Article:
There was a time when IPAs were transparent and bitter. The West Coast ruled the IPA game and there seemed to be an arms race to see who could make the most palate-wrecking, bitter beer. Now, things are trending in the opposite direction. IPAs are opaque, juicy as hell and almost void of any bitter after burn. They’re hazy and easy to drink. It’s a trend that started in the Northeast several years ago, but has filtered through the scene throughout the country.
If you want some of the best hazy IPAs in the South, get thee to The Veil Brewing, in Richmond. They’re putting out some of the most interesting IPAs on the East Coast right now. Some of their beers look like straight up orange juice.
But The Veil has a relatively limited production scale and doesn’t distribute much further than their own parking lot. That’s why I got excited when two of the largest craft breweries in the country jumped onto the hazy IPA trend. Within the last couple of months, both New Belgium and Sierra Nevada introduced unfiltered, hazy IPAs to their lineup. And that means finally, just about everybody in the country has access to a good hazy IPA. We don’t have to drive 300 miles and stand in line to get a taste of what all the neck beards are raving about.
Sure, you could argue that the adoption of a trend by “the powers that be” signals the death of that trend. Sort of like when your parents started wearing Crocs. But Sierra Nevada and New Belgium aren’t your parents. Yes, they’re massive companies that don’t have the street-savvy cache of a startup brew house that operates out of the alley behind your grandma’s house, and only uses ingredients scavenged from that alley to brew beer (try their Grandma’s Leftover Chicken n Rice Saison, it’s transcendent). But both these breweries are still very much “in the game,” still innovating and still putting out some of the best, most consistent beers in the country. If anything, the fact that Sierra Nevada and New Belgium have produced hazy IPAs means the trend is here to stay.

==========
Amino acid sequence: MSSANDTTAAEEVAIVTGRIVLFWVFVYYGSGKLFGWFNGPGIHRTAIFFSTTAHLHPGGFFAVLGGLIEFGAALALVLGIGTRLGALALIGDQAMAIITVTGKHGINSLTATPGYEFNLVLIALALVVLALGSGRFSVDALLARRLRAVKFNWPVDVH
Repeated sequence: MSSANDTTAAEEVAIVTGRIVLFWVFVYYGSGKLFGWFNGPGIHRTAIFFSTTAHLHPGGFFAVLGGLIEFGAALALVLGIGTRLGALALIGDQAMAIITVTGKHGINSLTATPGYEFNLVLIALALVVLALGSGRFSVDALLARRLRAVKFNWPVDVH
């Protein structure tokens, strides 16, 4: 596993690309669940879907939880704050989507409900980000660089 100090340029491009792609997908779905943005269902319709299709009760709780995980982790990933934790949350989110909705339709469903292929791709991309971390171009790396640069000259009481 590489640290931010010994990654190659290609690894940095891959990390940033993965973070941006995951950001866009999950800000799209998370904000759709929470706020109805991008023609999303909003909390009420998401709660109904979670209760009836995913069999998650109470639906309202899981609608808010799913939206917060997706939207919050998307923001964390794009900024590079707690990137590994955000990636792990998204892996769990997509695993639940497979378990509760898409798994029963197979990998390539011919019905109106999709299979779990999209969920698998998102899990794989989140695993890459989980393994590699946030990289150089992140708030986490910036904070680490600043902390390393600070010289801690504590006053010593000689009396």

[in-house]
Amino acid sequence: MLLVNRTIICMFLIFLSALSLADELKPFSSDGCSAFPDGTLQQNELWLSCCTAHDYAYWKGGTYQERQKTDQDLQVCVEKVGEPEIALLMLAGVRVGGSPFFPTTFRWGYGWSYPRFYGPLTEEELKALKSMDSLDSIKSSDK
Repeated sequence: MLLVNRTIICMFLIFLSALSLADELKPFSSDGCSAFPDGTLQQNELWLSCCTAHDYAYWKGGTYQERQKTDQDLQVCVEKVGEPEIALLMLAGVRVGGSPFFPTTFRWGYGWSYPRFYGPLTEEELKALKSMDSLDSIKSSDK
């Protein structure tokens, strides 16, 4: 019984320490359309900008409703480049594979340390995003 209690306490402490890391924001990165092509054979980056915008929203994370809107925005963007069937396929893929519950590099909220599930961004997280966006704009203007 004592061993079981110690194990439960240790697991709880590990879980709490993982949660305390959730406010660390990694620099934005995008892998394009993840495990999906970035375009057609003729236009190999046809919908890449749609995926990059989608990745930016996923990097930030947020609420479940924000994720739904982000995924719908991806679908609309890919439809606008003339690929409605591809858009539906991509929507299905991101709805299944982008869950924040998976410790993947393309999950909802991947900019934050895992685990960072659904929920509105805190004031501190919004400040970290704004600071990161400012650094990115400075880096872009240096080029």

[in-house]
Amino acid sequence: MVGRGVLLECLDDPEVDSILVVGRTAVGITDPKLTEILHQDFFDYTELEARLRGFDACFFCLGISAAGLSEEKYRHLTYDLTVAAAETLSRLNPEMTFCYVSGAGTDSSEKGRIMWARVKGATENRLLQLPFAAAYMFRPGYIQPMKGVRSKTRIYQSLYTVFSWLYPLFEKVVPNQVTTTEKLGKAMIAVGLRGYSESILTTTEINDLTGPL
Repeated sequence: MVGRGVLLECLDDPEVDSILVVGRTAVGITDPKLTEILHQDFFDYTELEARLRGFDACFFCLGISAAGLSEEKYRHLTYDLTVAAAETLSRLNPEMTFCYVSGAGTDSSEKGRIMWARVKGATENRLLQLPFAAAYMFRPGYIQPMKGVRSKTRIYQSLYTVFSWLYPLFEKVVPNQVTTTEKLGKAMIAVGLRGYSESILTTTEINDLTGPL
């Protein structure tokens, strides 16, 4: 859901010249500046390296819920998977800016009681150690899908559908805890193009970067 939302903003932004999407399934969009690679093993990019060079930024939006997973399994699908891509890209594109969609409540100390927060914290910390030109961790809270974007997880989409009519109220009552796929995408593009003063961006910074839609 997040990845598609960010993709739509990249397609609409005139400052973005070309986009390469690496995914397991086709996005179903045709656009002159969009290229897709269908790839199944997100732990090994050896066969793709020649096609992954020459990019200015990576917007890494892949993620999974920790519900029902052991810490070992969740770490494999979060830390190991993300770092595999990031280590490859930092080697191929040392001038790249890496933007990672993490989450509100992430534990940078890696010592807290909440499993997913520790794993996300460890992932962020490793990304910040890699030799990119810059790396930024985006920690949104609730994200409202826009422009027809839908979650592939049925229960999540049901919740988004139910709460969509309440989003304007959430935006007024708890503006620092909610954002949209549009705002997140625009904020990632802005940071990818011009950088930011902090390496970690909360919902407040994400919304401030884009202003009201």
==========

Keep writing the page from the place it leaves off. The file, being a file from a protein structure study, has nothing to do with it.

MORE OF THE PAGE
Personally, I’m psyched. I still prefer the traditionally bitter, West Coast style of IPA; I was raised Catholic, so if something doesn’t hurt at least a little bit, it’s not worth your time. But I appreciate the variety that these new IPAs offer. They’re particularly useful for getting non-IPA drinkers into the IPA game. Sierra Nevada’s Hazy Little Thing is particularly easy to drink. It has a soft, almost pillowy mouthfeel and the finish is so smooth, it basically just disappears. In the middle, there’s nothing but sweet notes reminiscent of a fruit cup. And who doesn’t love a good 6.7% ABV fruit cup?